Compression Fracture Specialist

More than 750,000 vertebral compression fractures occur every year in the United States, often causing chronic back pain. Ashraf Guirgues, MD has helped many patients overcome the pain of compression fractures with conservative therapies and minimally invasive procedures that restore the affected vertebrae. If you experience sudden back pain, call one of the offices in Morehead City, Swansboro, or Jacksonville, North Carolina, or book an appointment online.

Compression Fracture Q&A

What causes compression fractures?

Compression fractures occur when a bone collapses because it’s too weak to support the normal pressure placed on the bone. These fractures most often develop in your spine, where they’re called vertebral compression fractures.

Vertebral compression fractures may occur during a traumatic injury such as a car accident or fall. A benign or malignant tumor can also weaken the bone enough to make it collapse.

The most common cause, however, is osteoporosis. Bones affected by osteoporosis become so weak that everyday activities such as twisting, reaching, and coughing can cause a compression fracture.

What symptoms develop if I have a compression fracture?

Most patients experience pain that feels worse when they move, cough, or sneeze. Your upper back may gradually develop a rounded appearance. This condition, called kyphosis, occurs when several neighboring vertebrae have compression fractures.

A compression fracture makes the front of the vertebra collapse while the backside stays intact, giving the vertebra a wedge-like shape. When several thoracic vertebrae in a row all have a wedge shape, they create a rounded hump in the spine.

How do spine specialists treat compression fractures?

After reviewing your medical history and evaluating your symptoms, the team at EmergeOrtho-Coastal Region orders diagnostic imaging to verify your diagnosis. Your treatment takes a two-pronged approach that includes treating the underlying osteoporosis, while also dealing with the compression fracture.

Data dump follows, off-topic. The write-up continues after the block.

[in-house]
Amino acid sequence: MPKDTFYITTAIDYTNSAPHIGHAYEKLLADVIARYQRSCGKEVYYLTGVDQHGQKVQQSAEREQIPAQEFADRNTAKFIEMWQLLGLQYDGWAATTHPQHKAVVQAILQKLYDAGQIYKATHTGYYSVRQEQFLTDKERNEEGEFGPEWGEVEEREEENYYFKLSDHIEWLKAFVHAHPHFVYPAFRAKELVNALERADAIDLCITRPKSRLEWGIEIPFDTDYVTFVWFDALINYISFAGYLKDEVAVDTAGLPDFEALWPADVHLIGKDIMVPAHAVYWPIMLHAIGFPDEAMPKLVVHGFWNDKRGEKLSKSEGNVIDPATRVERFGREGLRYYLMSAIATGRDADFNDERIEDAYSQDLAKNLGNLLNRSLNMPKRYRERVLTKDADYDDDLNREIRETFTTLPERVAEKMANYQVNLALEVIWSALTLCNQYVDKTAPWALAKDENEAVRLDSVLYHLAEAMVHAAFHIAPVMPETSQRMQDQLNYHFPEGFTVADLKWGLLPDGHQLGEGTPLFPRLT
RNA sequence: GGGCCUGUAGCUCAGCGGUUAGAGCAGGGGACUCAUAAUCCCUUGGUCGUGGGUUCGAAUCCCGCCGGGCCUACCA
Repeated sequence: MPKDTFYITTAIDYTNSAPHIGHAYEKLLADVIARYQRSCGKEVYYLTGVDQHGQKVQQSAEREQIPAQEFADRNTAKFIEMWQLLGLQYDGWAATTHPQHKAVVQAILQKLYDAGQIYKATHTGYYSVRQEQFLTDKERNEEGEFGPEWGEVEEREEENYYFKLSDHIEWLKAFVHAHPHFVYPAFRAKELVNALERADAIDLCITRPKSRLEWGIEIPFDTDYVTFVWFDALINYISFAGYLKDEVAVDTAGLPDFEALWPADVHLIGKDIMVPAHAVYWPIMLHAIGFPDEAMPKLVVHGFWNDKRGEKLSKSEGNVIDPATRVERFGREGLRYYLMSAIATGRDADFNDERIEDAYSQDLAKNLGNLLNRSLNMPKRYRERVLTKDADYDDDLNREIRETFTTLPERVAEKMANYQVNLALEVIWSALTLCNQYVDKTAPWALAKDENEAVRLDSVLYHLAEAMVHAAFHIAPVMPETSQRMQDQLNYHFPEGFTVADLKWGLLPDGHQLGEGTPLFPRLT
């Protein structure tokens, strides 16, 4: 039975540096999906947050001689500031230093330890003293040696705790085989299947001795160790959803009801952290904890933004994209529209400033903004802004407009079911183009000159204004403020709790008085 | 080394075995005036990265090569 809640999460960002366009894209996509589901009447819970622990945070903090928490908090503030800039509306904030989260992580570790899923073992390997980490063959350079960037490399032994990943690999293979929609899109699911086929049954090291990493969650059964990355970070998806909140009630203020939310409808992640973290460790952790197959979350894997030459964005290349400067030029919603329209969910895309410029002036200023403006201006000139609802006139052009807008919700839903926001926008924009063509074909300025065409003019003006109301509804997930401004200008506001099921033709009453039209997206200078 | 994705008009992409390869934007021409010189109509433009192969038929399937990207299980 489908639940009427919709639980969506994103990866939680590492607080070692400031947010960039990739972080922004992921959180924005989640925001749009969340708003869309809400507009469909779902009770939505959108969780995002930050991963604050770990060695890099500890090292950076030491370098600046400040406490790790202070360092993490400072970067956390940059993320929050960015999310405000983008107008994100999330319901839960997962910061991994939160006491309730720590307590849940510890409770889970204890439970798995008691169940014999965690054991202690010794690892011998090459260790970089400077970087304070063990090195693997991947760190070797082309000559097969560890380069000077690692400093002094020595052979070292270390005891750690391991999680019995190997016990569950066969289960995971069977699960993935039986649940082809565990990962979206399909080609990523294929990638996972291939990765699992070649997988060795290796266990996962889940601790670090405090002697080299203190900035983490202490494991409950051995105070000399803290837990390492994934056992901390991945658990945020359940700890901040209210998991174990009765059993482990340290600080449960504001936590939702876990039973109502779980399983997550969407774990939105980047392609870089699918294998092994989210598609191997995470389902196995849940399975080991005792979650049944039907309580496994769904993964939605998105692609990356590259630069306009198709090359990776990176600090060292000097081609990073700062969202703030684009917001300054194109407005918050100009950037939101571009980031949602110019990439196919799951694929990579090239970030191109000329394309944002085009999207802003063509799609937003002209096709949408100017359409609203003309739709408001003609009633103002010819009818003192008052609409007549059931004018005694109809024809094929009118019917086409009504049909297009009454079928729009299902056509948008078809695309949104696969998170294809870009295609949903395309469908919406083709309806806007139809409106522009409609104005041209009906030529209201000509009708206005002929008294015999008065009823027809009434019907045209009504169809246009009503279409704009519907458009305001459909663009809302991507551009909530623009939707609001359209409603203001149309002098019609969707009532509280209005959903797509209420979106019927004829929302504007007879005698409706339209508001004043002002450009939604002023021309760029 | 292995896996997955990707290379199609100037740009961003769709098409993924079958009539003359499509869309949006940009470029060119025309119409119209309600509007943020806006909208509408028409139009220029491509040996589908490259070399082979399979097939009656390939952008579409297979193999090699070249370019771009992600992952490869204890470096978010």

Treatment for osteoporosis typically consists of bisphosphonates and monoclonal antibody medications to strengthen your bones and lower your risk of future compression fractures. Women can significantly reduce their risk of developing osteoporosis if they start estrogen replacement therapy shortly after menopause.

Your treatment plan for a compression fracture depends on whether or not the bone has healed. After the bones heal, your treatment may include bracing and physical therapy.

Before the bone heals, however, the team may recommend:

  • Vertebroplasty
    Vertebroplasty is a minimally invasive procedure in which your doctor uses imaging to guide a needle into the vertebra and inject bone cement. Your pain is relieved as the cement strengthens the bone and stabilizes your spine.
  • Kyphoplasty
    Kyphoplasty is similar to vertebroplasty, but after inserting the needle, your doctor inflates a balloon that restores the height of the collapsed vertebra. Then the balloon is removed and cement is injected to fill the new space. This procedure restores the normal shape of your vertebrae while also stabilizing the spine.

If you develop sudden back pain, don’t wait to schedule an appointment. Call or use the online booking feature.

Expert Spine Health and Surgery Consultations

Dr. Guirgues is committed to providing comprehensive care, advanced surgical techniques, and personalized treatment plans for patients dealing with spine-related challenges. For those facing complex or uncertain spine conditions, obtaining a deeper understanding of your diagnosis and exploring all treatment options is essential.

Expert Insights on Spine Surgery and Care

Specializing in minimally invasive spine surgery, Dr. Guirgues delivers expert advice to help you make informed healthcare decisions with confidence.

To schedule an appointment with Dr. Guirgues, please call our office at (910) 332-3800.

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